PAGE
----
-          Your primary query language becomes LINQ to Objects. We offer automatic index creation and other optimizations that improve query performance.

-          You might feel that having your data in ZableDB locks it away from outside use, making it less useful – however we’re including the ability to access your live data using an optional REST API, with OData as a standard interchange format. This means you can use tools such as Linqpad to query your live application data, with a security model included (row and column-level). In an up-coming article we’ll show an example of using PowerBI to visualize live application data using OData.

-          Much as CEF is built on providers and services, ZableDB is extensible as well: storage models can be added or changed. For example, our initial implementation includes file system persistence, but we could add persistence to Amazon, Azure, HDFS, etc. in a “pluggable” way.

-          You can mix SQL and NoSQL semantics. To support this, in 0.5 your choice of database provider can now be set by object type. This offers an ability to mix some objects that need SQL semantics with those which can use NoSQL semantics in the optimized memory-store.

To get an idea about how significant of a difference ZableDB can make, we’ve taken the benchmark shown above and implemented it using some early alpha bits. We’re able to achieve a solid 58 microseconds per operation (read-heavy, yes, but still “mixed”):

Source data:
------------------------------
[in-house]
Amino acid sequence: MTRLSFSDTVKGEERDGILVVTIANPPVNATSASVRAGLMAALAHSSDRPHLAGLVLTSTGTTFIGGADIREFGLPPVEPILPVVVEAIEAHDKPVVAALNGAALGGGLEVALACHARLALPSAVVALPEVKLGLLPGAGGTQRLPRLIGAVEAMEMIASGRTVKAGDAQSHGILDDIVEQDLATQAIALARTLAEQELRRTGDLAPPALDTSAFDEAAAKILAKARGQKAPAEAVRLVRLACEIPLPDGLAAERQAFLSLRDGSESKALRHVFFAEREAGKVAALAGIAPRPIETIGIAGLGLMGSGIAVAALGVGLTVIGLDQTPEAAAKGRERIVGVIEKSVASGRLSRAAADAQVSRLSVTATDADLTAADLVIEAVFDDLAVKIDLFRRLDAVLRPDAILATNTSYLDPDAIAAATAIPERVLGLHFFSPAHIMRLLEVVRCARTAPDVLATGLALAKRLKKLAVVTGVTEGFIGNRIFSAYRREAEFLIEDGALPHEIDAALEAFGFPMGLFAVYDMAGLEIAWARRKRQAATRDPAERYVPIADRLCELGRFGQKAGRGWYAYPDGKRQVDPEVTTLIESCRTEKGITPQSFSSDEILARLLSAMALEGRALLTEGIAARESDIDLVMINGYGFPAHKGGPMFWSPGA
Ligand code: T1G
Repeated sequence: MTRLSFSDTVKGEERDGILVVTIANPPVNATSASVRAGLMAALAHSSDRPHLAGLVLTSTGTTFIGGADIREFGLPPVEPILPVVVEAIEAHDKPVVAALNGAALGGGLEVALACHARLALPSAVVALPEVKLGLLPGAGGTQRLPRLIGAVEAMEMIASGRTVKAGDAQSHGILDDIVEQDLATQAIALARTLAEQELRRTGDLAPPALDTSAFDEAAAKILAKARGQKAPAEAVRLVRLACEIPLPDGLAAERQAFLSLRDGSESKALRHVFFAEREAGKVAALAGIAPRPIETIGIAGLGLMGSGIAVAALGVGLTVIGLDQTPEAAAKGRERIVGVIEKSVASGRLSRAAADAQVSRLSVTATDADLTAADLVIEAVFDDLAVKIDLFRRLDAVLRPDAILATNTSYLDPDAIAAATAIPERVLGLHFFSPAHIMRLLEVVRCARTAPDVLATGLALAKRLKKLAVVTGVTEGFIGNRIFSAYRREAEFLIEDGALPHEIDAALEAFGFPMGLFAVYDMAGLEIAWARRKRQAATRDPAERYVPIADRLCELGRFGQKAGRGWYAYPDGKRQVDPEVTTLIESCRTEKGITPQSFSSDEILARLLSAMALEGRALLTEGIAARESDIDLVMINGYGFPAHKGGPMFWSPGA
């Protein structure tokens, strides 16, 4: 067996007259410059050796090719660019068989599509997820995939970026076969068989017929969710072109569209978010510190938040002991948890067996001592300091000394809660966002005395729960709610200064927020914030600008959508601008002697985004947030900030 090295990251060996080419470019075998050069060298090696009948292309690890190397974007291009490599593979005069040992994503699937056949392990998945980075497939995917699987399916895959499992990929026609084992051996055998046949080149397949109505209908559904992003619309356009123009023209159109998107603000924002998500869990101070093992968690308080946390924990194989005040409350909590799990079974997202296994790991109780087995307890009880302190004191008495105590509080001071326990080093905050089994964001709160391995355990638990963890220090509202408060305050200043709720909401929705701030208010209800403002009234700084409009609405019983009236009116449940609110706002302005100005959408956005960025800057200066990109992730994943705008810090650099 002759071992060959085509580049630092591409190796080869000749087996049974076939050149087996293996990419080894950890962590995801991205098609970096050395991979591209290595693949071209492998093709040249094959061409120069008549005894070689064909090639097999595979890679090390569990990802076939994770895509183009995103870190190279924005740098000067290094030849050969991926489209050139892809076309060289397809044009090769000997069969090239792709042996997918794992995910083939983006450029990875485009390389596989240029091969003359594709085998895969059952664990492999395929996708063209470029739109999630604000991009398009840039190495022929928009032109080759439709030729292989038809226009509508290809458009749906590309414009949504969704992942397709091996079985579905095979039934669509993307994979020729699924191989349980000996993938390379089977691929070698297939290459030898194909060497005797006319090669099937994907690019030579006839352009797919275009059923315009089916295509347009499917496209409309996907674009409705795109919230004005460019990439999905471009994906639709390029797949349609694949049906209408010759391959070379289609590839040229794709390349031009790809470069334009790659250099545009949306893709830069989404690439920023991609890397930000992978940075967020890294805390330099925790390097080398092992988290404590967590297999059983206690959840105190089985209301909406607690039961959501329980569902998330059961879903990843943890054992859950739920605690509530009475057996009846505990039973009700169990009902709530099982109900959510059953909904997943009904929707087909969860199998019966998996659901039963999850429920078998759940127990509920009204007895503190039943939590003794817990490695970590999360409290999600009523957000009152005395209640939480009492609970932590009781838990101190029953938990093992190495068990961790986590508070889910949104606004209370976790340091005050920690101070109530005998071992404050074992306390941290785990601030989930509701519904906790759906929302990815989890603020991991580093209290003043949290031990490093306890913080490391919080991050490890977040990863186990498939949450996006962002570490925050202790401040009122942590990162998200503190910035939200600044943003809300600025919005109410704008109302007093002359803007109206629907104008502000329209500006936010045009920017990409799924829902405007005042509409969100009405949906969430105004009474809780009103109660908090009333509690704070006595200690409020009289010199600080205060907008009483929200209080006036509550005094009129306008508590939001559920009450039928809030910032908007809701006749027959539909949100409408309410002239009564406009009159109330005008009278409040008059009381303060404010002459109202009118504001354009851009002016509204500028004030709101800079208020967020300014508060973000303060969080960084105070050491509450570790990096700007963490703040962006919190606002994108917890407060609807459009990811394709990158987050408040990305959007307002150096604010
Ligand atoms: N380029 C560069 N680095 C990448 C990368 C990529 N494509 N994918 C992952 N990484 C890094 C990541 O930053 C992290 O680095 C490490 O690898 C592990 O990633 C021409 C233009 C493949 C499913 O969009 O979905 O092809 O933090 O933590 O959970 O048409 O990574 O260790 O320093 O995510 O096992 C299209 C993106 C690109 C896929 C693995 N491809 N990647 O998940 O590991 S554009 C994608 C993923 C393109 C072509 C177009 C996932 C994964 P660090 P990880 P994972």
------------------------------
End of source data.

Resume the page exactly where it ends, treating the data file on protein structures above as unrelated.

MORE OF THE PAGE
Now it’s true: your workloads might look different than what’s being benchmarked. However, it’s obvious it’d be hard to beat direct in-memory, in-process data access.

It’s also true that this type of solution isn’t going to be applicable to some situations. These include:

-          Full ACID transactions are required. That’s not to say ZableDB won’t support transactions at all – we’ll be shipping multiple modes of support incrementally, with the default being relatively standard NoSQL semantics.

-          Memory is at a premium. If you can’t take advantage of 64-bit, for example, you’ll be more constrained.

-          If you can’t afford “start-up time.” A trade-off for ZableDB’s performance is when your application starts (be it a web app, service, or anything else), persisted data is brought into memory, which takes time. You can prioritize what is loaded, and control how much needs to be loaded before you can continue – or rely on the mix of SQL and NoSQL objects.

-          Ability to scale out: the nature of ZableDB as an in-memory store means the preferred approach is to embed it, versus connect to it like a traditional SQL database. However, features like OData access will make for interesting opportunities.




I’ve already published the CodexMicroORM 0.5 update on GitHub and NuGet. Stay tuned for updates on ZableDB – either by signing up for notifications of new articles at xskrape.com, or watch for a 0.9 release on NuGet. At very least, ZableDB will offer an architectural option that you can start working with quickly and easily. Aside from ZableDB, CodexMicroORM continues to evolve as an open-source leader in performance and extensibility among ORM products.


- codexguy